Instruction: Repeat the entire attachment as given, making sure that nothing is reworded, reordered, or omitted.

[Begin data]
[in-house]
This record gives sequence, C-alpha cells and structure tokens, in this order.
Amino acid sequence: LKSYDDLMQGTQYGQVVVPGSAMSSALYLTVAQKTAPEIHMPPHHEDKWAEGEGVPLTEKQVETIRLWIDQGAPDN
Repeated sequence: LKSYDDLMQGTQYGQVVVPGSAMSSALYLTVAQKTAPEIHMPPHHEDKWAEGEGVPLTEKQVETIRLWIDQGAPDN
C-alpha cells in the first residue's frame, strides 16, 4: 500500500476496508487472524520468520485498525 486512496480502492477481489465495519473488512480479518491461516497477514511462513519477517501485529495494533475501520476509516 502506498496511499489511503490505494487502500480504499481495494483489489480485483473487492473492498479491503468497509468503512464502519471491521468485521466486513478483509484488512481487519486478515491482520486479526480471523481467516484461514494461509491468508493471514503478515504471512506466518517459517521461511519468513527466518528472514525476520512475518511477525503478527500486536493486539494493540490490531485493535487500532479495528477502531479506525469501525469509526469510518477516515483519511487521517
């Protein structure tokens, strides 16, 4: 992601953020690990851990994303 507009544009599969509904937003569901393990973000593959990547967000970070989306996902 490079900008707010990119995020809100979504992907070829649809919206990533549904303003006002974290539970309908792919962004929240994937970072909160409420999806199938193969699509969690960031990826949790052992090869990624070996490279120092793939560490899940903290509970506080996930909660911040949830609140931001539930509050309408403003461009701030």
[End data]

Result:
[in-house]
This record gives sequence, C-alpha cells and structure tokens, in this order.
Amino acid sequence: LKSYDDLMQGTQYGQVVVPGSAMSSALYLTVAQKTAPEIHMPPHHEDKWAEGEGVPLTEKQVETIRLWIDQGAPDN
Repeated sequence: LKSYDDLMQGTQYGQVVVPGSAMSSALYLTVAQKTAPEIHMPPHHEDKWAEGEGVPLTEKQVETIRLWIDQGAPDN
C-alpha cells in the first residue's frame, strides 16, 4: 500500500476496508487472524520468520485498525 486512496480502492477481489465495519473488512480479518491461516497477514511462513519477517501485529495494533475501520476509516 502506498496511499489511503490505494487502500480504499481495494483489489480485483473487492473492498479491503468497509468503512464502519471491521468485521466486513478483509484488512481487519486478515491482520486479526480471523481467516484461514494461509491468508493471514503478515504471512506466518517459517521461511519468513527466518528472514525476520512475518511477525503478527500486536493486539494493540490490531485493535487500532479495528477502531479506525469501525469509526469510518477516515483519511487521517
């Protein structure tokens, strides 16, 4: 992601953020690990851990994303 507009544009599969509904937003569901393990973000593959990547967000970070989306996902 490079900008707010990119995020809100979504992907070829649809919206990533549904303003006002974290539970309908792919962004929240994937970072909160409420999806199938193969699509969690960031990826949790052992090869990624070996490279120092793939560490899940903290509970506080996930909660911040949830609140931001539930509050309408403003461009701030």